Home > Republicans > Donate your money to conservatives, not the RNC

Donate your money to conservatives, not the RNC

Sure, there’s a lot of momentum on the side of the Republican party these days, but I refuse to give in completely to the optimism.  And it’s because of crap like this:

Republican National Chairman Michael Steele is spending twice as much as his recent predecessors on private planes and paying more for limousines, catering and flowers – expenses that are infuriating the party’s major donors who say Republicans need every penny they can get for the fight to win back Congress.

[…]

A POLITICO analysis of expenses found that compared with 2005, the last comparable year preceding a midterm election, the committee’s payments for charter flights doubled; the number of sedan contractors tripled, and meal expenses jumped from $306,000 to $599,000.

“Michael Steele is an imperial chairman,” said one longtime Republican fundraiser. “He flies in private aircraft. He drives in private cars. He has private consultants that are paid ridiculous retainers. He fancies himself a presidential candidate and wants all of the trappings and gets them by using other people’s money.”

Stories like this are not new.  In my first post about my dislike for Michael Steele, I linked to this great piece by John Batchelor, and it’s worth another read in light of the Politico story:

Cash is the blood of partisanship, and without it you are in for an endless Night of the Living Dead.

In an adult world, where hirelings are accountable for their record, the whole apparatus deserves the boot with Steele—after a scrupulous audit of those 2009 consulting contracts determines where the money really went. An RNC official recently moaned that the empty till is “really troubling,” which sounds the same sort of charming defeatism as Mr. Micawber’s when he realized that “twenty pounds’ income” and “twenty ought and six expenses” must result in misery.

[Michael Steele is] so ineffective at gathering and husbanding cash that the GOP prospects for the 2010 election are now ordinary and could soon be disastrous.

Ignore the rosy scenario of Rasmussen polls and Charlie Cook; ignore the “Happy Days Are Here Again” of the burlesque acts like Limbaugh and the cable channels. The RNC numbers are inarguable and damning, and there is only Steele to blame.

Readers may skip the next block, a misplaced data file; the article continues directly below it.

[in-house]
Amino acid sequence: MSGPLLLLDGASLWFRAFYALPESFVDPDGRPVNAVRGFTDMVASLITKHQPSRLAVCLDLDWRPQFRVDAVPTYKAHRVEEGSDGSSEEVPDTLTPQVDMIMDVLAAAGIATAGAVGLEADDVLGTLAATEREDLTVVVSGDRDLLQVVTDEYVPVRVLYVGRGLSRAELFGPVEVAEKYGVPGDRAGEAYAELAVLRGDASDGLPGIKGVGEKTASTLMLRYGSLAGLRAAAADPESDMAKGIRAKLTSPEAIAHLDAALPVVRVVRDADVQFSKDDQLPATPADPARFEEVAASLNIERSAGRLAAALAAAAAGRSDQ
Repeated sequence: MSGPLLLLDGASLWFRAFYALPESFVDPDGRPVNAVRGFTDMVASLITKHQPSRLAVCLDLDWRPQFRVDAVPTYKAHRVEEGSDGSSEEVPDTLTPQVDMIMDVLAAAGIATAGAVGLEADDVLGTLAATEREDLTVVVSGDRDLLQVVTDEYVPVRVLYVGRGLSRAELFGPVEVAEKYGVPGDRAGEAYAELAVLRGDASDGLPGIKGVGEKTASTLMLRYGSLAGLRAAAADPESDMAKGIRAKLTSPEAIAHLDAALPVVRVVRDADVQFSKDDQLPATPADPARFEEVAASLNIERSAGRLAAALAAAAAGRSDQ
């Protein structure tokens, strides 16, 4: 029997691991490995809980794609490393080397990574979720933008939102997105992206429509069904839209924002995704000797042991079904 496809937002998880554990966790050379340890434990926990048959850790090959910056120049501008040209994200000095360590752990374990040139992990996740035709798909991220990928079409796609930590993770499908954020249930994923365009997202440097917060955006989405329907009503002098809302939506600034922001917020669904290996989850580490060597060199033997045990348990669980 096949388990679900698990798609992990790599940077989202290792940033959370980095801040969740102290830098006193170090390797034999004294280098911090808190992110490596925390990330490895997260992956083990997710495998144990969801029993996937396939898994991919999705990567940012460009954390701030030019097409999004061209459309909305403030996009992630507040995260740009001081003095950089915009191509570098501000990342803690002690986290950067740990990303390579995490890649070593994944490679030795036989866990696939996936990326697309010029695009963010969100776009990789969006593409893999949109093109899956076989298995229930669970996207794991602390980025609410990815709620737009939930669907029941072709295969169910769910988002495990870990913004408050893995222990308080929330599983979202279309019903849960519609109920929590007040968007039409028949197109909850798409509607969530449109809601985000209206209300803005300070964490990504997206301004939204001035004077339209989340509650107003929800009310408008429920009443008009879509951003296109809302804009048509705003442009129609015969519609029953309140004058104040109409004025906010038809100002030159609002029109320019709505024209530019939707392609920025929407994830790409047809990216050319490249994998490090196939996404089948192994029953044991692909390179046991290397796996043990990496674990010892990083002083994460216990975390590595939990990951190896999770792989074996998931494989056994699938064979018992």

When Steele was elected, the RNC had $22 million and no debt. At the end of November, it had less than $9 million, which is a pittance of what the RNC possessed going into the midterms of 2002 and 2006. This is the result of both dismal fundraising and a spendthrift decision to push large sums on consultants and other baubles in the off-year elections without a White House on your team to replenish the account.

This is why I’ve refused to give my support to the RNC and to an extent, the Republican congressional election committees—so much incompetence, hubris and waste.

Between the libertarians, birthers and third-partiers of the Tea Party, and the total incompetence of the RNC and establishment Republicans, it’s not hard to see why conservatives should be are questioning the party that they should be calling home.

Apparently, as conservatives we can’t count on the RNC to gather enough resources to support the right candidates.  In fact, we can’t count on them to even pick the right candidates until the grassroots gets involved (see 2009 Special Election, NY-23)

I’m not fully convinced that Republicans can take back the House or the Senate in the 2010 midterms, although they will be gaining seats.  I hope I’m wrong and that they will be able to take back both.  But let’s be realistic.  Any gains the GOP does make will be in spite of the RNC and not because of it.

In the meantime, if conservatives want to donate money to support real conservatives instead of supporting Wolfgang Puck’s catering business, then donate to the candidate directly.  Keep your cash away from the RNC.

UPDATE. Welcome, Time’s Swampland blog readers…

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